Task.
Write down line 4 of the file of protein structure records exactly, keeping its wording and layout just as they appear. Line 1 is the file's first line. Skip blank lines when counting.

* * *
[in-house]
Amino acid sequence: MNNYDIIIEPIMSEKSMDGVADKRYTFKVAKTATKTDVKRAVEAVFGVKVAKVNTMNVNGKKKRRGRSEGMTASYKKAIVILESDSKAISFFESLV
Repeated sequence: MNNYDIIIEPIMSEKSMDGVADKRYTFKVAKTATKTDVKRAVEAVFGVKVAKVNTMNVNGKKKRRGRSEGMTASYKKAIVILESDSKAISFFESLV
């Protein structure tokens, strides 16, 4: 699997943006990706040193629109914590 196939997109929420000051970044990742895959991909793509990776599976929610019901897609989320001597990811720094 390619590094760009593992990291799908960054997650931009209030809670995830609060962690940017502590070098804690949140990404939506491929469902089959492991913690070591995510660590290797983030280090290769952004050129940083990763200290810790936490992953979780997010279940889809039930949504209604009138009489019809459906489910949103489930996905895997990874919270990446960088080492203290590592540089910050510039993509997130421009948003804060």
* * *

């Protein structure tokens, strides 16, 4: 699997943006990706040193629109914590 196939997109929420000051970044990742895959991909793509990776599976929610019901897609989320001597990811720094 390619590094760009593992990291799908960054997650931009209030809670995830609060962690940017502590070098804690949140990404939506491929469902089959492991913690070591995510660590290797983030280090290769952004050129940083990763200290810790936490992953979780997010279940889809039930949504209604009138009489019809459906489910949103489930996905895997990874919270990446960088080492203290590592540089910050510039993509997130421009948003804060």